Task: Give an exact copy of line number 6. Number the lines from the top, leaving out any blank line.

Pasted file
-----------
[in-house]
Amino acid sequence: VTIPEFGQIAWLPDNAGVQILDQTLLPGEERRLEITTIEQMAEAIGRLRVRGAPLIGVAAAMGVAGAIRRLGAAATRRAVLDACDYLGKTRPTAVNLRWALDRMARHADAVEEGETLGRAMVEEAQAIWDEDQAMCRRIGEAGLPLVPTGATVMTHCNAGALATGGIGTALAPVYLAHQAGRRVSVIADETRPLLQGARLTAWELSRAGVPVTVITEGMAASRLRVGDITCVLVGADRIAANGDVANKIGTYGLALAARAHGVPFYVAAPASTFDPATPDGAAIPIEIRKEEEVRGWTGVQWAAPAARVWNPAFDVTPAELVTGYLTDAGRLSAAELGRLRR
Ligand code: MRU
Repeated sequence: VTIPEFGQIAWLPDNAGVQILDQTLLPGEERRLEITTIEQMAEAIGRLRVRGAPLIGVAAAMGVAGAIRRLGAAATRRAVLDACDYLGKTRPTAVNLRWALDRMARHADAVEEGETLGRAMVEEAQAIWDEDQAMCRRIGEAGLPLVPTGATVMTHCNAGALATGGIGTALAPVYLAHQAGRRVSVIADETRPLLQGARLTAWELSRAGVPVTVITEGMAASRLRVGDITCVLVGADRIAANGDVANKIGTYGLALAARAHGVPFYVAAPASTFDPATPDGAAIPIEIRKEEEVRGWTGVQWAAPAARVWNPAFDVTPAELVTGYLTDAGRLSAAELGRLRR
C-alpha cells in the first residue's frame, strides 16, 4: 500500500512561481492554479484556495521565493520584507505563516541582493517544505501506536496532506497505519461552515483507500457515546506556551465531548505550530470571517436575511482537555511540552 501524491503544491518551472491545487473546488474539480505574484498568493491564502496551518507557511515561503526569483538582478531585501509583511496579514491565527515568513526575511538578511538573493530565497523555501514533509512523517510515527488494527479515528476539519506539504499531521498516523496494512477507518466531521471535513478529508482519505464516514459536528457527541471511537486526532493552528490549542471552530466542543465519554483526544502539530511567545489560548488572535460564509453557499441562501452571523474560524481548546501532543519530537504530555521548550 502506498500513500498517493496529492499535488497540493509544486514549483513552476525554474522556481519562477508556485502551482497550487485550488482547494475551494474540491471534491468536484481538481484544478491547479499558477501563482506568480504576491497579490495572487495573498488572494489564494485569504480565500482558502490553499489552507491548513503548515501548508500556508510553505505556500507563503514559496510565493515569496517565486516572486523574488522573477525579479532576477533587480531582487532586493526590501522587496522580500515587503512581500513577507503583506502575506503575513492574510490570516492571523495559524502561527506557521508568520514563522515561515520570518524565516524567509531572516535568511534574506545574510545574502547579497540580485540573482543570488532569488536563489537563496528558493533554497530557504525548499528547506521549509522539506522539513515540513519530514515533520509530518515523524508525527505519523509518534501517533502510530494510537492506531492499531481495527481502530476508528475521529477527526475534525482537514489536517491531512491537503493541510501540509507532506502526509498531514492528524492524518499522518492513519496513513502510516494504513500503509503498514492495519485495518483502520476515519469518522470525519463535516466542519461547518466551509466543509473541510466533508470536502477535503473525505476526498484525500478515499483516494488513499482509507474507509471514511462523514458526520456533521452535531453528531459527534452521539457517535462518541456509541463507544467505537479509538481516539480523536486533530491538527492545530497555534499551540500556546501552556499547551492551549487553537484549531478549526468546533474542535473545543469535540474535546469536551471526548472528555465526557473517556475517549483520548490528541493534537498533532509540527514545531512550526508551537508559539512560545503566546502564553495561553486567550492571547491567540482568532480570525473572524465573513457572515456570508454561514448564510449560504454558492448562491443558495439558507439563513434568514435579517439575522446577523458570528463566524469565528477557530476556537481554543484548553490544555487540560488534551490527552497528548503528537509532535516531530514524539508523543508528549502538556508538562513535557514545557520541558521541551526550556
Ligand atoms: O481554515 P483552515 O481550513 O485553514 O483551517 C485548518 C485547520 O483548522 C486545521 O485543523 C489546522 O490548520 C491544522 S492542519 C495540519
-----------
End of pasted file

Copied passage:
Ligand atoms: O481554515 P483552515 O481550513 O485553514 O483551517 C485548518 C485547520 O483548522 C486545521 O485543523 C489546522 O490548520 C491544522 S492542519 C495540519